News & Recent Publications

Case Western Reserve University to Expand Alzheimer’s Disease Research with Cleveland’s African American Communities

July 19, 2022 – Case Western Reserve University (CWRU) researchers within the Department of Population and Quantitative Health sciences have secured funding through the National Institutes of Health’s (NIH) National Institute on Aging to expand community outreach.  This is part of a nationwide effort to better understand a disease that presents differently—and at different rates—in communities that historically have not been included in large-scale genetic research.

 This enhances research that is foundational to developing prevention strategies, earlier diagnostic tests and treatments for a condition that has no boundaries, said Jonathan L. Haines {link to bio}.  Read more.  {Links to new page}

Recent publications focused on people with African and/or Hispanic Ancestry

Most genetic research for AD has focused on non-Hispanic whites of European ancestry. This lack of diversity is problematic, given the higher prevalence of AD among people with African and Hispanic ancestry compared to non-Hispanic whites.

Recent studies published by Dr. Haines and colleagues have shown novel and nuanced findings about genetic variation linked to the risk for AD as well as protection from AD among people with African and/or Hispanic ancestry.

ABCA7 frameshift deletion associated with Alzheimer disease in African Americans 

A 2016 study found that a deletion in the ABCA7 gene (located on chromosome 19) is an ethnic-specific alteration that increases risk of AD in individuals with African ancestry (Cukier, Neurology: Genetics, 2016).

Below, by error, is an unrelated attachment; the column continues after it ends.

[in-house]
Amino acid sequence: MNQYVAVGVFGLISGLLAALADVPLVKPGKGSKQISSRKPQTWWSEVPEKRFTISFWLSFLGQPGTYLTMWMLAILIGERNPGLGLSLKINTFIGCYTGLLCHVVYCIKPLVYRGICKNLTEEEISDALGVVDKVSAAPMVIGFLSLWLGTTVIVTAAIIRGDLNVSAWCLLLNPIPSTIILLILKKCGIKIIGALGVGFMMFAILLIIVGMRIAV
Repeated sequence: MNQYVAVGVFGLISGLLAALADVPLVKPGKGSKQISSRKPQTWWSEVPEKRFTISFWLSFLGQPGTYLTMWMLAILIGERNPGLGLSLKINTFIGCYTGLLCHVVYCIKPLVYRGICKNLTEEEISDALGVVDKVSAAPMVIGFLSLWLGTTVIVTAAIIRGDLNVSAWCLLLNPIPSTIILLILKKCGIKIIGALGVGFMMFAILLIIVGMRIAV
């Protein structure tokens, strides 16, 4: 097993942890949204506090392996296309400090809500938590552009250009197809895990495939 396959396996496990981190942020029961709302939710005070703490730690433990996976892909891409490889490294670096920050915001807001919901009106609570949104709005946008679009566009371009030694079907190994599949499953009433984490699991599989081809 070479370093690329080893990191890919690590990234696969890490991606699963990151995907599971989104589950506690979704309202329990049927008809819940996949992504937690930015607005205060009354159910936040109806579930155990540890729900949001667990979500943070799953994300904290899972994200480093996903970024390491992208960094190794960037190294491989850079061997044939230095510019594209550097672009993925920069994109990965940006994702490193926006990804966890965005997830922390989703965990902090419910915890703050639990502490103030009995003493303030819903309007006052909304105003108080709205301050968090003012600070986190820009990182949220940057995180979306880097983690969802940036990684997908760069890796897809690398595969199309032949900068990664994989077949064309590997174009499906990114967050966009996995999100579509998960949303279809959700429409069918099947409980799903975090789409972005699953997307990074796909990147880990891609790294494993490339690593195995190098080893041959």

Ancestral Origin of ApoE e4 Alzheimer disease risk in Puerto Rican and African American Populations

A 2018 study showed that Alzheimer’s risk conferred by the APOE-4 varies by the ancestral origin of the genomic region surrounding the APOE gene (Rajabli, PLOS Genetics, 2018), with APOE-4 on the gene conveying African ancestry carrying a far lower Alzheimer’s risk than the APOE-4 on the gene conveying European ancestry. In other words, among people with African American heritage – who also have European heritage – variation of the APOE-4 located on the gene conveying European ancestry, conveys a higher risk for Alzheimer’s.

Genetic meta-analysis of diagnosed Alzheimer’s disease identifies new risk loci and implicates AB, tau, immunity and lipid processing

A 2019 study (Kunkle, Nature Genetics, 2019) continued the nuanced look at genetic architecture and demonstrated associations between genetic variants implicated in AD and cardiovascular conditions, in non-Hispanic whites and among African Americans, pointing to related disease mechanisms of these conditions.

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